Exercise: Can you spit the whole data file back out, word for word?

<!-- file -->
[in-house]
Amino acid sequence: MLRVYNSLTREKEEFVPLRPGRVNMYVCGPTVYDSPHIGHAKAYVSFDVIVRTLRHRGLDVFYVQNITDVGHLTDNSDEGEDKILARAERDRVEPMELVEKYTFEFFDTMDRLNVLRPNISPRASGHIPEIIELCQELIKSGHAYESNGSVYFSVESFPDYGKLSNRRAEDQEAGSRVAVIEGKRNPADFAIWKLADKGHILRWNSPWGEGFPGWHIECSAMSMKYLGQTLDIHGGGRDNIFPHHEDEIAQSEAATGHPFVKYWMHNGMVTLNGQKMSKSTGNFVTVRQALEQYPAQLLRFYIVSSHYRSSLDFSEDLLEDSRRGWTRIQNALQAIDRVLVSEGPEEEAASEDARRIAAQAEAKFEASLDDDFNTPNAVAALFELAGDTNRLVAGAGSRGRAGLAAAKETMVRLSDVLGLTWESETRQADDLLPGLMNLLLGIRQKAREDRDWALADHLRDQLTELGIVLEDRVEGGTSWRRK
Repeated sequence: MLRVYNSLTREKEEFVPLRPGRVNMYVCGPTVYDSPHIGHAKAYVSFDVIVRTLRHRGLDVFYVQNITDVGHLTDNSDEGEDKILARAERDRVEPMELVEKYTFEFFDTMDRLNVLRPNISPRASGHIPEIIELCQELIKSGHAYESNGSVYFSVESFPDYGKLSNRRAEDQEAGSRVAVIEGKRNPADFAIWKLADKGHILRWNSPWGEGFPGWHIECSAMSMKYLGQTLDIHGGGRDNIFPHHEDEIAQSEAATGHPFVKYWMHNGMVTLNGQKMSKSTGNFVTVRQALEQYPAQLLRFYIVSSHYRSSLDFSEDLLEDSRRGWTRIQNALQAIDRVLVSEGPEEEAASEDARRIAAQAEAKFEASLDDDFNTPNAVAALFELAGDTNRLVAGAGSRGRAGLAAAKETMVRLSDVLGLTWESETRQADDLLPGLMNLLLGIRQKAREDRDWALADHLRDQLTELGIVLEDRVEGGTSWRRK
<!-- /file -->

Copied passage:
[in-house]
Amino acid sequence: MLRVYNSLTREKEEFVPLRPGRVNMYVCGPTVYDSPHIGHAKAYVSFDVIVRTLRHRGLDVFYVQNITDVGHLTDNSDEGEDKILARAERDRVEPMELVEKYTFEFFDTMDRLNVLRPNISPRASGHIPEIIELCQELIKSGHAYESNGSVYFSVESFPDYGKLSNRRAEDQEAGSRVAVIEGKRNPADFAIWKLADKGHILRWNSPWGEGFPGWHIECSAMSMKYLGQTLDIHGGGRDNIFPHHEDEIAQSEAATGHPFVKYWMHNGMVTLNGQKMSKSTGNFVTVRQALEQYPAQLLRFYIVSSHYRSSLDFSEDLLEDSRRGWTRIQNALQAIDRVLVSEGPEEEAASEDARRIAAQAEAKFEASLDDDFNTPNAVAALFELAGDTNRLVAGAGSRGRAGLAAAKETMVRLSDVLGLTWESETRQADDLLPGLMNLLLGIRQKAREDRDWALADHLRDQLTELGIVLEDRVEGGTSWRRK
Repeated sequence: MLRVYNSLTREKEEFVPLRPGRVNMYVCGPTVYDSPHIGHAKAYVSFDVIVRTLRHRGLDVFYVQNITDVGHLTDNSDEGEDKILARAERDRVEPMELVEKYTFEFFDTMDRLNVLRPNISPRASGHIPEIIELCQELIKSGHAYESNGSVYFSVESFPDYGKLSNRRAEDQEAGSRVAVIEGKRNPADFAIWKLADKGHILRWNSPWGEGFPGWHIECSAMSMKYLGQTLDIHGGGRDNIFPHHEDEIAQSEAATGHPFVKYWMHNGMVTLNGQKMSKSTGNFVTVRQALEQYPAQLLRFYIVSSHYRSSLDFSEDLLEDSRRGWTRIQNALQAIDRVLVSEGPEEEAASEDARRIAAQAEAKFEASLDDDFNTPNAVAALFELAGDTNRLVAGAGSRGRAGLAAAKETMVRLSDVLGLTWESETRQADDLLPGLMNLLLGIRQKAREDRDWALADHLRDQLTELGIVLEDRVEGGTSWRRK